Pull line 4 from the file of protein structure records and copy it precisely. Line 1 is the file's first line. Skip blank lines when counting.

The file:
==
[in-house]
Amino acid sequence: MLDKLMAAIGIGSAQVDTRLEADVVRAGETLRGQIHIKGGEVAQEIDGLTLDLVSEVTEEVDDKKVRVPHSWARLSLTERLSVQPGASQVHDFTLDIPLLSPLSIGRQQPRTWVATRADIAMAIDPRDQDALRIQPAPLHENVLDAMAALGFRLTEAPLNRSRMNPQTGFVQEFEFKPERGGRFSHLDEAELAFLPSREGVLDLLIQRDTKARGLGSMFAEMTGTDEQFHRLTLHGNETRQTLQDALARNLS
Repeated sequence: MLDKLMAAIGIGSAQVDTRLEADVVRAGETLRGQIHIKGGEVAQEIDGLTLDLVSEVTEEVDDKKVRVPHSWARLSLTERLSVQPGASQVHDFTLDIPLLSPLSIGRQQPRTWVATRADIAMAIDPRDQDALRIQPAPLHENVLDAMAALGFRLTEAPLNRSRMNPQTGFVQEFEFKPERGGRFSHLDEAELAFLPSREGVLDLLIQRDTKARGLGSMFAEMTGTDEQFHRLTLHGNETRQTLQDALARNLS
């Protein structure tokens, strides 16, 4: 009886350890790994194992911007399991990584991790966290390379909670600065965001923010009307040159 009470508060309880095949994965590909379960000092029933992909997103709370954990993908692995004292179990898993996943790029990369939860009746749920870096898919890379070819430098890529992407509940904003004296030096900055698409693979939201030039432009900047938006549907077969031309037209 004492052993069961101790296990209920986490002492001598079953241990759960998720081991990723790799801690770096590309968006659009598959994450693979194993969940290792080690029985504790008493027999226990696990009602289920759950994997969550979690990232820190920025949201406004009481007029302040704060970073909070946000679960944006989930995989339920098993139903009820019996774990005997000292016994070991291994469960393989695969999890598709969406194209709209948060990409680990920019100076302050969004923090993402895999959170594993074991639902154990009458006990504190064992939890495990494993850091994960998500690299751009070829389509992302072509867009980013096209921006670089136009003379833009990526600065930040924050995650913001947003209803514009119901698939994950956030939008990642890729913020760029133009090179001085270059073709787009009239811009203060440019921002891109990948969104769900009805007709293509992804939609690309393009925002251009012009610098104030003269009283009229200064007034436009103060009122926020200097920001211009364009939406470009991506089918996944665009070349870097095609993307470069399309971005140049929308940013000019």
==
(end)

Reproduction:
């Protein structure tokens, strides 16, 4: 009886350890790994194992911007399991990584991790966290390379909670600065965001923010009307040159 009470508060309880095949994965590909379960000092029933992909997103709370954990993908692995004292179990898993996943790029990369939860009746749920870096898919890379070819430098890529992407509940904003004296030096900055698409693979939201030039432009900047938006549907077969031309037209 004492052993069961101790296990209920986490002492001598079953241990759960998720081991990723790799801690770096590309968006659009598959994450693979194993969940290792080690029985504790008493027999226990696990009602289920759950994997969550979690990232820190920025949201406004009481007029302040704060970073909070946000679960944006989930995989339920098993139903009820019996774990005997000292016994070991291994469960393989695969999890598709969406194209709209948060990409680990920019100076302050969004923090993402895999959170594993074991639902154990009458006990504190064992939890495990494993850091994960998500690299751009070829389509992302072509867009980013096209921006670089136009003379833009990526600065930040924050995650913001947003209803514009119901698939994950956030939008990642890729913020760029133009090179001085270059073709787009009239811009203060440019921002891109990948969104769900009805007709293509992804939609690309393009925002251009012009610098104030003269009283009229200064007034436009103060009122926020200097920001211009364009939406470009991506089918996944665009070349870097095609993307470069399309971005140049929308940013000019």